As a result of a budget impasse dating back to July of last year, the State of Illinois has accrued millions of dollars in unpaid bills.
The state currently owes payment for a variety of bills ranging from a mere $28.44 for water and sewer bills at a Springfield courthouse to $4.8 million for a joint health partnership with the State of Michigan, according to a report released Sunday by the Associated Press.
A $5 billion budget deficit has left the state without an official budget for the fiscal year that started July 1. The budget impasse has led to cuts in funding for social services and other programs. This includes Lutheran Social Services, the state's largest provider in social services, which have been forced to cut programs and staff.
The budget impasse further threatens the state’s social services as Illinois currently owes millions to $2 million to Ashley’s Quality Care in Chicago, an in-home assisted living provider for seniors.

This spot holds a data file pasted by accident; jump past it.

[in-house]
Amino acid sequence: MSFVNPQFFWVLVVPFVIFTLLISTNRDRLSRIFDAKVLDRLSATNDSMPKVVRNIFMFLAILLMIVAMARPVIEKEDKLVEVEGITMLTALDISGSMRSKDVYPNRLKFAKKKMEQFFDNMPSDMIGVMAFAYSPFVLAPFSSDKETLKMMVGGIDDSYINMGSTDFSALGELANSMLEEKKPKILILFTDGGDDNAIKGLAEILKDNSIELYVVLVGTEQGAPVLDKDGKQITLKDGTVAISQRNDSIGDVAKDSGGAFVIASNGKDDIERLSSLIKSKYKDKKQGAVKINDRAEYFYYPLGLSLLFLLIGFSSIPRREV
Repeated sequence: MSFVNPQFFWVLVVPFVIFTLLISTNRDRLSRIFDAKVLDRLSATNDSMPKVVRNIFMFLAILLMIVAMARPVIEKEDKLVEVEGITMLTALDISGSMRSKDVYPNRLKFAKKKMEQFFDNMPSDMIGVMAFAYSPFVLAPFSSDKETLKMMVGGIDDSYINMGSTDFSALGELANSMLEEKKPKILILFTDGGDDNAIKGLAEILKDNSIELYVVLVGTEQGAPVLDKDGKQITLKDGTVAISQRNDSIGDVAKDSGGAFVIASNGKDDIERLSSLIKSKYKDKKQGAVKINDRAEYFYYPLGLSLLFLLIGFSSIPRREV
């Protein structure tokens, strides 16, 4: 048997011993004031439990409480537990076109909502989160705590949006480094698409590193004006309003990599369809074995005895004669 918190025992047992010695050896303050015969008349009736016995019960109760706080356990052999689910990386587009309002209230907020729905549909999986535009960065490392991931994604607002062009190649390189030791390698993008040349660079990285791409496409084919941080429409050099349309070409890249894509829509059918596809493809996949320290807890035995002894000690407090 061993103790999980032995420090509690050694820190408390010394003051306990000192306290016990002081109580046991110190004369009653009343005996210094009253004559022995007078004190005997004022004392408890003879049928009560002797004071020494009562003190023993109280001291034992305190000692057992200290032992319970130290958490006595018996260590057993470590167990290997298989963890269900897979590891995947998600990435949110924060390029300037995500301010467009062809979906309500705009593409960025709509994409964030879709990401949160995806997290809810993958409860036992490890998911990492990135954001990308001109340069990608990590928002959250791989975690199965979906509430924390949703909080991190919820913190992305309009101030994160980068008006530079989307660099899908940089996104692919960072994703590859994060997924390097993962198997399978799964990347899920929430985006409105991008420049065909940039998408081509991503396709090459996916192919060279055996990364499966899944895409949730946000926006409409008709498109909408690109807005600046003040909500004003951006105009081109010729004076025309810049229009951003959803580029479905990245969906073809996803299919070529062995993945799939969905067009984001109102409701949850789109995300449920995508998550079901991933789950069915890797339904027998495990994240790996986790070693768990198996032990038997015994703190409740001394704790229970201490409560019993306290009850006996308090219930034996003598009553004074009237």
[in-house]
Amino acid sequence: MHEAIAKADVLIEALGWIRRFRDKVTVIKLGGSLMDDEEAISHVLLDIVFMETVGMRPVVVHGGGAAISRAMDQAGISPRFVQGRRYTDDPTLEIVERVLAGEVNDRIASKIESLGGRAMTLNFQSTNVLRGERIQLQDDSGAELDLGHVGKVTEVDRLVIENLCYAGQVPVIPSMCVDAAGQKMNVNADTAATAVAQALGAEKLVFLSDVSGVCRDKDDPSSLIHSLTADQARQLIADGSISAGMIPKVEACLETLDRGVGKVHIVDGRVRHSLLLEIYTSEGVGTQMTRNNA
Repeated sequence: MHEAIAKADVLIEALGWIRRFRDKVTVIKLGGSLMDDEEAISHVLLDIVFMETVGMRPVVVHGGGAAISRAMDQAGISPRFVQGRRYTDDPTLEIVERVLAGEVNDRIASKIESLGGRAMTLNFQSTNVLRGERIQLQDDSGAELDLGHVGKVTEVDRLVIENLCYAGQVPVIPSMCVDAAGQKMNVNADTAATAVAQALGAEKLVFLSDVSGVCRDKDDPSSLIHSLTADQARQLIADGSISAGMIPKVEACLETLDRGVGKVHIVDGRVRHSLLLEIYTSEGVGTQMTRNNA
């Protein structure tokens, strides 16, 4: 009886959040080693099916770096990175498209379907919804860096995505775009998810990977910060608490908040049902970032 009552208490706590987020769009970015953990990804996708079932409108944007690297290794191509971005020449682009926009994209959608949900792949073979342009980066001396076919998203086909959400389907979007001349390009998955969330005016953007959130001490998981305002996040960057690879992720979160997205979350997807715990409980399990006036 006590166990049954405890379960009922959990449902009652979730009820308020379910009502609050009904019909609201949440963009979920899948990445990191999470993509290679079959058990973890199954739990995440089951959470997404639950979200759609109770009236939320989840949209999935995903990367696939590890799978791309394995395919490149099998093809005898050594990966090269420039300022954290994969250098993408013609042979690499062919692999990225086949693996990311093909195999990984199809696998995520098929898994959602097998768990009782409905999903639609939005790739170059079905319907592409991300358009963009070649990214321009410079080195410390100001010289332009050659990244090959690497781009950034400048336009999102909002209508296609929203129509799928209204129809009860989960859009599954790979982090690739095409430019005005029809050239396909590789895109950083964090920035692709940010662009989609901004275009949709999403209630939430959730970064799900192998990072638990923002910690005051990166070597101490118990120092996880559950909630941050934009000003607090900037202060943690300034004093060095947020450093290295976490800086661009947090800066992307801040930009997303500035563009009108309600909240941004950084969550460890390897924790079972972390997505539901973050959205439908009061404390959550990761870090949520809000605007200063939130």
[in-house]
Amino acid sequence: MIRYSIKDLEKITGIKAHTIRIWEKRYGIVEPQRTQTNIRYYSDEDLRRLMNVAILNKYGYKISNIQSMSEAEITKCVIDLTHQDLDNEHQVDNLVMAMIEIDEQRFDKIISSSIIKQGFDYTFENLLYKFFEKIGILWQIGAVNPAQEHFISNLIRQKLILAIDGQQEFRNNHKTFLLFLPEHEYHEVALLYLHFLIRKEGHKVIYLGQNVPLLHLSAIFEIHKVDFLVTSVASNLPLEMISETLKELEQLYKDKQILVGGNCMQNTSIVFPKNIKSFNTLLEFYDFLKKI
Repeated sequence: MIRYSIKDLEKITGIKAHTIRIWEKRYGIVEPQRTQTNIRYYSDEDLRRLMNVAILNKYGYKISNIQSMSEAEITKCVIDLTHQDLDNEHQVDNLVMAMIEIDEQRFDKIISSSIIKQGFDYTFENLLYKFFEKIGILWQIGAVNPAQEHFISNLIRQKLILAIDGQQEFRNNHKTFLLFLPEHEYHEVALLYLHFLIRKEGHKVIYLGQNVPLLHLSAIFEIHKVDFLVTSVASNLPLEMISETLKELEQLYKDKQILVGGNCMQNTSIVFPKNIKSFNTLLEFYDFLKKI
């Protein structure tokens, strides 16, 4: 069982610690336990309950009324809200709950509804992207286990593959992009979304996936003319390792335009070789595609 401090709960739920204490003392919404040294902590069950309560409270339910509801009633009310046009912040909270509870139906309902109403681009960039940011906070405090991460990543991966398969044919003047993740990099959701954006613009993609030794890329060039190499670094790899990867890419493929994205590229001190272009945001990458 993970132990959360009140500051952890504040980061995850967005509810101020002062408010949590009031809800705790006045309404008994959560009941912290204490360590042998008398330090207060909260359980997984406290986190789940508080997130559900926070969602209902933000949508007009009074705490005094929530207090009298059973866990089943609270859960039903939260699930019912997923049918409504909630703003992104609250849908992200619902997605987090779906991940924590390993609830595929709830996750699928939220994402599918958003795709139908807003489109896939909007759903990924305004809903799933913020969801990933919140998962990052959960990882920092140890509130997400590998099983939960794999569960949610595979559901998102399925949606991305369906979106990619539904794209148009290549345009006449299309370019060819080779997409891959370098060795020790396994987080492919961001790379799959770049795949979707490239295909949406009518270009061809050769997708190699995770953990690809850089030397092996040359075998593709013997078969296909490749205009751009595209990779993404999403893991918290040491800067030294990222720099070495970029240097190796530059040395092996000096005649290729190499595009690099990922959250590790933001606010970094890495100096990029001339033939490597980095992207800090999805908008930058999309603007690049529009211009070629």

Although Ashley’s is still receiving federal funding, the company has been unable to meet its payroll for the past 14 weeks. As a result, clientele has been lost and 40 of the company’s 1,000 employees have departed.
“It’s really affecting us real bad,” chief executive accountant Michael Robinson told Ward Room. “We’re down probably about 30 percent of our client base.”
The State’s budget impasse has been typified by a battle between pro-business Governor Bruce Rauner and a Democrat-controlled legislature that insists on tax increases and spending cuts, according to the report.
"No one is more frustrated about the lack of a budget than Governor Rauner," Rauner spokesperson Catherine Kelly told Ward Room in a statement. "Bills could be paid if the Democrat-majority in the legislature worked with the Governor to pass structural reforms and a balanced budget."
The impasse hinges largely on the state's $111 billion in unfunded pension liability. During last week's state of the state, Rauner claimed to be working with Democratic Senate President Cullerton to pass legislation to remedy the problem.
Illinois continues to spend billions of dollars on services ordered by federal courts or limited legislative action.